A disgruntled landlord or tenant can report a valuer to the Australian Property Institute (API) to take disciplinary action against the valuer, if the valuer is believed to have engaged in professional misconduct.
What you need to know
- Disciplinary action can be taken against a valuer who has failed to carry out professional duties with competence.
- A valuer needs to ensure that it sets out in detail the steps in its reasoning in determining a valuation, to minimise any prospect of any claim of a breach of professional duties being successful.
In our July e-Alert, Valuers beware – invalid rental valuation upheld by Supreme Court, we alerted you to the Supreme Court of Victoria decision in which we acted for Ladro Greville St Pty Ltd (Tenant), which sought to have a valuation set aside. The valuation was set aside by VCAT and the decision upheld in the Supreme Court of Victoria.
The Tenant (without our legal representation) issued a complaint to the API against the valuer on grounds including a breach of the API’s Code of Professional Conduct.
The valuer had an opportunity to respond to the claim and importantly advised the API that the valuer had advised both parties that they could provide submissions from independent valuers, which neither party chose to do. Further, the valuer highlighted that the decision at VCAT (which was upheld by the Supreme Court of Victoria), which set aside the valuation, did not hear evidence from the valuer who was not given the opportunity to participate in the VCAT hearing.
The API committee found that the valuer had engaged in a breach of the Code of Conduct based essentially upon relevant parts of the VCAT judgement and the Supreme Court of Victoria judgement, which levelled criticism of the valuation. Essentially, the criticism was that the valuer had failed to set out the steps in his reasoning to arrive at the market rent determination. Further, in using a trading profits methodology, in which the valuer had determined that the business should achieve a 26% increase in gross annual turnover, the valuer had failed to specify how a 26% increase in gross annual turnover was possible and had not provided adequate calculations to justify the valuer’s reasoning.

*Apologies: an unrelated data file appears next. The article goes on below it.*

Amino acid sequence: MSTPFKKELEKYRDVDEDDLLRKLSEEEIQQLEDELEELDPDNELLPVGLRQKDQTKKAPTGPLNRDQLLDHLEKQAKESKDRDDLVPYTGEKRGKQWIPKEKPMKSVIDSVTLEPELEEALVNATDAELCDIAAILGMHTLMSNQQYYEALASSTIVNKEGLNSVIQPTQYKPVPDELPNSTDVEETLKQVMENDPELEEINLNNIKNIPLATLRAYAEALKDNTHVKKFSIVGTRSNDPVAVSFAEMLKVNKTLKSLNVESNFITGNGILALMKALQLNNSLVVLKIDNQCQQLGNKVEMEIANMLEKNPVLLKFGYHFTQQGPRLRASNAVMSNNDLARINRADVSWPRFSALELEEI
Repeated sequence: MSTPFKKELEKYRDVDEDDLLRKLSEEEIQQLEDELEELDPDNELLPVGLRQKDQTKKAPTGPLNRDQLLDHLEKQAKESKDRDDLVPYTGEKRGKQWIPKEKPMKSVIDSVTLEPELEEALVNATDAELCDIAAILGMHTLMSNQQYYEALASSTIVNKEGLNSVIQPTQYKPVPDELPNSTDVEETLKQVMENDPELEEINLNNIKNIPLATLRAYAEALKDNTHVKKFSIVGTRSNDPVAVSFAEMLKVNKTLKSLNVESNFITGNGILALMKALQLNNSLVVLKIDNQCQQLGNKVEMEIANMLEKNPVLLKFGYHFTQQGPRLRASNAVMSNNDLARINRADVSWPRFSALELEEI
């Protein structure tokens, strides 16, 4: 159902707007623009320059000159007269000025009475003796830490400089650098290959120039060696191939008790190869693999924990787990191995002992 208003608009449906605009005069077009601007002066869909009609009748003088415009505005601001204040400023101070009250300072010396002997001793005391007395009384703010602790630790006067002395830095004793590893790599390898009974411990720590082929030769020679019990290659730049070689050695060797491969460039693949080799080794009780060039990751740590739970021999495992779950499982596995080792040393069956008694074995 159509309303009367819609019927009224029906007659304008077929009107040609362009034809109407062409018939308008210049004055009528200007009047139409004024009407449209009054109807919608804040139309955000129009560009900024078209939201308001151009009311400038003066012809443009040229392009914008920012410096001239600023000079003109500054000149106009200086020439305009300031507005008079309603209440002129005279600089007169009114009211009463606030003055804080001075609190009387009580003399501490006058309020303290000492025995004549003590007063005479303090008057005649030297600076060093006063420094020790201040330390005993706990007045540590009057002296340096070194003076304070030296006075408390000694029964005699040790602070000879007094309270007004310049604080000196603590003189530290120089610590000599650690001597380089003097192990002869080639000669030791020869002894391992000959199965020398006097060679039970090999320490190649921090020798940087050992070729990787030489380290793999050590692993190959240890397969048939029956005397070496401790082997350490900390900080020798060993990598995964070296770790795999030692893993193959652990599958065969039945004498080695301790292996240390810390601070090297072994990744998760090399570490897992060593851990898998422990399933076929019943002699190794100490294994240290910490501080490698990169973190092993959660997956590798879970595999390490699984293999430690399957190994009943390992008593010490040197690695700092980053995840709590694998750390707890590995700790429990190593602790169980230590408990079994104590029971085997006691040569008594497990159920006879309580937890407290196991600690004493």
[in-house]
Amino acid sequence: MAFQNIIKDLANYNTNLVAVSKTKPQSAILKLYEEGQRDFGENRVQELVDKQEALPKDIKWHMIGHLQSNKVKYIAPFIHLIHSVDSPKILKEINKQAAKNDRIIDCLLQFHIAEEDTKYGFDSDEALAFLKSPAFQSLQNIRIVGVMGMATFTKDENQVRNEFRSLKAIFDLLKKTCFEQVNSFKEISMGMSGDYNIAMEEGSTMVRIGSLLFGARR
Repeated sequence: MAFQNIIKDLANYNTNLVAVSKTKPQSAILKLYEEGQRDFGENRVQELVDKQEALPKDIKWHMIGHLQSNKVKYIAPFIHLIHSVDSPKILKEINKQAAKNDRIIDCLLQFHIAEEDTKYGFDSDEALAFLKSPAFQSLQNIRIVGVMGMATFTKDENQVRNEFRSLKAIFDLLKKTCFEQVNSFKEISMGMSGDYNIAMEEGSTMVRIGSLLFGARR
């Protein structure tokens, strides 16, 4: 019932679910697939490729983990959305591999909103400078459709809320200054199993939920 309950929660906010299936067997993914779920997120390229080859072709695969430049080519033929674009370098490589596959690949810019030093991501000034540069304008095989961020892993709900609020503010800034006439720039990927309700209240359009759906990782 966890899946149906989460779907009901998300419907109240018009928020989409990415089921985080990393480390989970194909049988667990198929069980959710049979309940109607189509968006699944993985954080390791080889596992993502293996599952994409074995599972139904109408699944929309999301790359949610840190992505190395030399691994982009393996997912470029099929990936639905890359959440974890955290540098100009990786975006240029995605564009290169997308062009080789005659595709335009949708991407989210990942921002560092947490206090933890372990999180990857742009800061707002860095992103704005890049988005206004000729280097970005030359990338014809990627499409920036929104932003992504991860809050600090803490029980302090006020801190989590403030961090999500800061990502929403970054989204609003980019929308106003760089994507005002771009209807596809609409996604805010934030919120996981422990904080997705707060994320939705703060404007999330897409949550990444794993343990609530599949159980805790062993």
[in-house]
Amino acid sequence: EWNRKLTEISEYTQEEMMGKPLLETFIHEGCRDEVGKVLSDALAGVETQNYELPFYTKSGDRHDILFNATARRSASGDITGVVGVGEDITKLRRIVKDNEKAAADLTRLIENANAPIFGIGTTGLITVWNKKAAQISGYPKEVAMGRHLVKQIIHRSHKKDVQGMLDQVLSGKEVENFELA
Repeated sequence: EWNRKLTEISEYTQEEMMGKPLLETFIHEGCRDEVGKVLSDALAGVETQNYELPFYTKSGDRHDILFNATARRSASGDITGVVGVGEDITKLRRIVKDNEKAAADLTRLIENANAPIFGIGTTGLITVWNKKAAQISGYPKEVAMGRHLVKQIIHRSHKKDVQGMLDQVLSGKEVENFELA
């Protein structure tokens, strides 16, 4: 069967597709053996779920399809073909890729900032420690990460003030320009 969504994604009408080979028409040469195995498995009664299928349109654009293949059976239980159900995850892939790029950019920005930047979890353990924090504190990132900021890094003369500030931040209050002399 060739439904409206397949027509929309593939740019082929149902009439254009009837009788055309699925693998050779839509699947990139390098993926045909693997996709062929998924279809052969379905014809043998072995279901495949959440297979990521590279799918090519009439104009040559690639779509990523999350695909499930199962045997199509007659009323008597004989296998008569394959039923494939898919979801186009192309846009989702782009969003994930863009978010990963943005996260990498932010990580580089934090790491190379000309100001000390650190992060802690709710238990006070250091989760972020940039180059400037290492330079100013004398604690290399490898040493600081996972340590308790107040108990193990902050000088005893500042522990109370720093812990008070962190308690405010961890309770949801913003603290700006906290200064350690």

The API committee imposed the following sanctions against the valuer:
- the valuer to undertake 30 CPD points training within 12 months;
- the valuer refunds the fees paid by the Tenant;
- the valuer pays to the API an amount of $3,000 towards the cost of the investigation and the hearing; and
- the report is to be published on the API’s website.
If a valuation is set aside (which rarely happens), it seems that the API will rely heavily upon the determination made by VCAT, and if applicable, the Supreme Court of Victoria. In such circumstances, it seems that a valuer will be sanctioned if the valuation has been set aside and a complaint is made by the landlord and/or tenant. In order to avoid any such complaint being made, it is important that valuers set out the steps taken in arriving at a market rent valuation and not to make any assumptions in the valuation without adequately explaining the reasons. As mentioned in our July e-Alert, we strongly recommend that valuers insist upon the parties providing a survey of the premises, to which both parties agree and can be relied upon by the valuer.